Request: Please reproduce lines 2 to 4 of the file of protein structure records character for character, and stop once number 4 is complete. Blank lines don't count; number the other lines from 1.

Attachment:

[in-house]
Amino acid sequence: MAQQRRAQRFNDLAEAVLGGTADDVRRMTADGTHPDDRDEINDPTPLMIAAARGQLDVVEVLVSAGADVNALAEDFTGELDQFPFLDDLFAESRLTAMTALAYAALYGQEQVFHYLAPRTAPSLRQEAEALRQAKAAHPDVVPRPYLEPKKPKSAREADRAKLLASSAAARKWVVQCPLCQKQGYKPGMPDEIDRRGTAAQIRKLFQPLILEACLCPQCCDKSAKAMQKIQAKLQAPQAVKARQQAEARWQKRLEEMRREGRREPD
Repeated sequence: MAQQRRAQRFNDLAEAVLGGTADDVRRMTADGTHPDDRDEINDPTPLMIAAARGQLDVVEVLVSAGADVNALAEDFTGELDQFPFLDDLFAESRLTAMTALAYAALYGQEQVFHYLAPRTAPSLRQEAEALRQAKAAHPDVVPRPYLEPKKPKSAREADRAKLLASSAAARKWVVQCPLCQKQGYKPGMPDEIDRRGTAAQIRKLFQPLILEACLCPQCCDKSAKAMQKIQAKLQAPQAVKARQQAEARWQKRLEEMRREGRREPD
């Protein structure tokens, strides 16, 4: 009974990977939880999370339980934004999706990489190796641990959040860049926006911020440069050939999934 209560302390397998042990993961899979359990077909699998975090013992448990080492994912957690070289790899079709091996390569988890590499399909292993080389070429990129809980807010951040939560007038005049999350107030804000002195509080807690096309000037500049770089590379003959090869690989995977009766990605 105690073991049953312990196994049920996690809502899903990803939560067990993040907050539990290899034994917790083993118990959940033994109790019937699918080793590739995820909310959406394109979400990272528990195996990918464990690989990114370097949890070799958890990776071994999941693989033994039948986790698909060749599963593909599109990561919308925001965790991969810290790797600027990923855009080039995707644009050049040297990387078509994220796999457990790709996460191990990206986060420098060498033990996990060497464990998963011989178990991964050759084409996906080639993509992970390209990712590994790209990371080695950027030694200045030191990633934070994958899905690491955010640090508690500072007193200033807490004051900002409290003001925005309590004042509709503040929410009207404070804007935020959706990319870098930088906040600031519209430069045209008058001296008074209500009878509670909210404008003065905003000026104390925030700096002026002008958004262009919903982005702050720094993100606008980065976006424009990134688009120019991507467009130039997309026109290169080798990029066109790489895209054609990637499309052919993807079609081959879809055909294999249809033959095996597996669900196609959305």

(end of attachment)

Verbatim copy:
Amino acid sequence: MAQQRRAQRFNDLAEAVLGGTADDVRRMTADGTHPDDRDEINDPTPLMIAAARGQLDVVEVLVSAGADVNALAEDFTGELDQFPFLDDLFAESRLTAMTALAYAALYGQEQVFHYLAPRTAPSLRQEAEALRQAKAAHPDVVPRPYLEPKKPKSAREADRAKLLASSAAARKWVVQCPLCQKQGYKPGMPDEIDRRGTAAQIRKLFQPLILEACLCPQCCDKSAKAMQKIQAKLQAPQAVKARQQAEARWQKRLEEMRREGRREPD
Repeated sequence: MAQQRRAQRFNDLAEAVLGGTADDVRRMTADGTHPDDRDEINDPTPLMIAAARGQLDVVEVLVSAGADVNALAEDFTGELDQFPFLDDLFAESRLTAMTALAYAALYGQEQVFHYLAPRTAPSLRQEAEALRQAKAAHPDVVPRPYLEPKKPKSAREADRAKLLASSAAARKWVVQCPLCQKQGYKPGMPDEIDRRGTAAQIRKLFQPLILEACLCPQCCDKSAKAMQKIQAKLQAPQAVKARQQAEARWQKRLEEMRREGRREPD
């Protein structure tokens, strides 16, 4: 009974990977939880999370339980934004999706990489190796641990959040860049926006911020440069050939999934 209560302390397998042990993961899979359990077909699998975090013992448990080492994912957690070289790899079709091996390569988890590499399909292993080389070429990129809980807010951040939560007038005049999350107030804000002195509080807690096309000037500049770089590379003959090869690989995977009766990605 105690073991049953312990196994049920996690809502899903990803939560067990993040907050539990290899034994917790083993118990959940033994109790019937699918080793590739995820909310959406394109979400990272528990195996990918464990690989990114370097949890070799958890990776071994999941693989033994039948986790698909060749599963593909599109990561919308925001965790991969810290790797600027990923855009080039995707644009050049040297990387078509994220796999457990790709996460191990990206986060420098060498033990996990060497464990998963011989178990991964050759084409996906080639993509992970390209990712590994790209990371080695950027030694200045030191990633934070994958899905690491955010640090508690500072007193200033807490004051900002409290003001925005309590004042509709503040929410009207404070804007935020959706990319870098930088906040600031519209430069045209008058001296008074209500009878509670909210404008003065905003000026104390925030700096002026002008958004262009919903982005702050720094993100606008980065976006424009990134688009120019991507467009130039997309026109290169080798990029066109790489895209054609990637499309052919993807079609081959879809055909294999249809033959095996597996669900196609959305």